Bacterial infection is a major health threat to patients with severe burns and other kinds of serious wounds such as traumatic bone fractures.
Insulin, however, can be used to accelerate the healing of wounds by acting as a growth hormone, encouraging skin cells to proliferate and divide, increasing blood flow to the wound, suppressing inflammation and fighting infection.
Now, using nanodiamonds, researchers at Northwestern University led by Dean Ho, an assistant professor of biomedical engineering and mechanical engineering, have demonstrated a new way to release the curative hormone at specific locations over a given period of time. The nanodiamond-insulin clusters they have developed to do this could be used in gels, ointments, bandages or suture materials.
The effectiveness of the clusters take advantage of the fact that at a wound site, skin pH levels can reach very basic levels during the repair and healing process. The insulin, bound firmly to the tiny carbon-based nanodiamonds, is released when it encounters those levels. The researchers also found that the insulin is slowly and consistently released from the nanodiamond clusters over a period of several days.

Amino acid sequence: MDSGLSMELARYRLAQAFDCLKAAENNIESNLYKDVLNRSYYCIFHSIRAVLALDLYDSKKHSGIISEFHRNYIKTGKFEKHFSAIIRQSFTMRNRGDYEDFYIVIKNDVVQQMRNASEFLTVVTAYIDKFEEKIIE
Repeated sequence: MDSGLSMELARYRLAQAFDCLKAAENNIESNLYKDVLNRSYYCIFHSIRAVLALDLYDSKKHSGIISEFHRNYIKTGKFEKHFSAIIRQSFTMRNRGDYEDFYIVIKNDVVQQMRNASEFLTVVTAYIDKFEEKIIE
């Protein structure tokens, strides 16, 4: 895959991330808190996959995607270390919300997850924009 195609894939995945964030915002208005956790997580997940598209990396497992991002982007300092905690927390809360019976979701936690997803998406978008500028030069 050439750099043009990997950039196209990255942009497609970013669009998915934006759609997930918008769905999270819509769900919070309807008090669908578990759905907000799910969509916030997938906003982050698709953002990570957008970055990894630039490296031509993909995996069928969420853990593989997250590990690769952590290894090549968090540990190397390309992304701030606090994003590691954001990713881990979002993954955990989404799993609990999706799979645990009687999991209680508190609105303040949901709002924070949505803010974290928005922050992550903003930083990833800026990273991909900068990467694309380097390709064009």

Ho’s group now plans to integrate the nanodiamond-insulin complexes into a gel and conduct preclinical studies. The researchers will also investigate other areas of medicine in which the nanodiamond-insulin clusters could be used.
Nanodiamonds have many advantages for biomedical applications, not least because a substantial amount of insulin can be loaded onto them due to their high surface area. They can be functionalised with nearly any type of therapeutic, including small molecules, proteins and antibodies. They can also be suspended easily in water – an important property in biomedicine.
The nanodiamonds, each being 4-6nm in diameter, are minimally invasive to cells, biocompatible and do not cause inflammation, which can be a serious complication. They are also scalable and can be produced in large quantities in uniform sizes.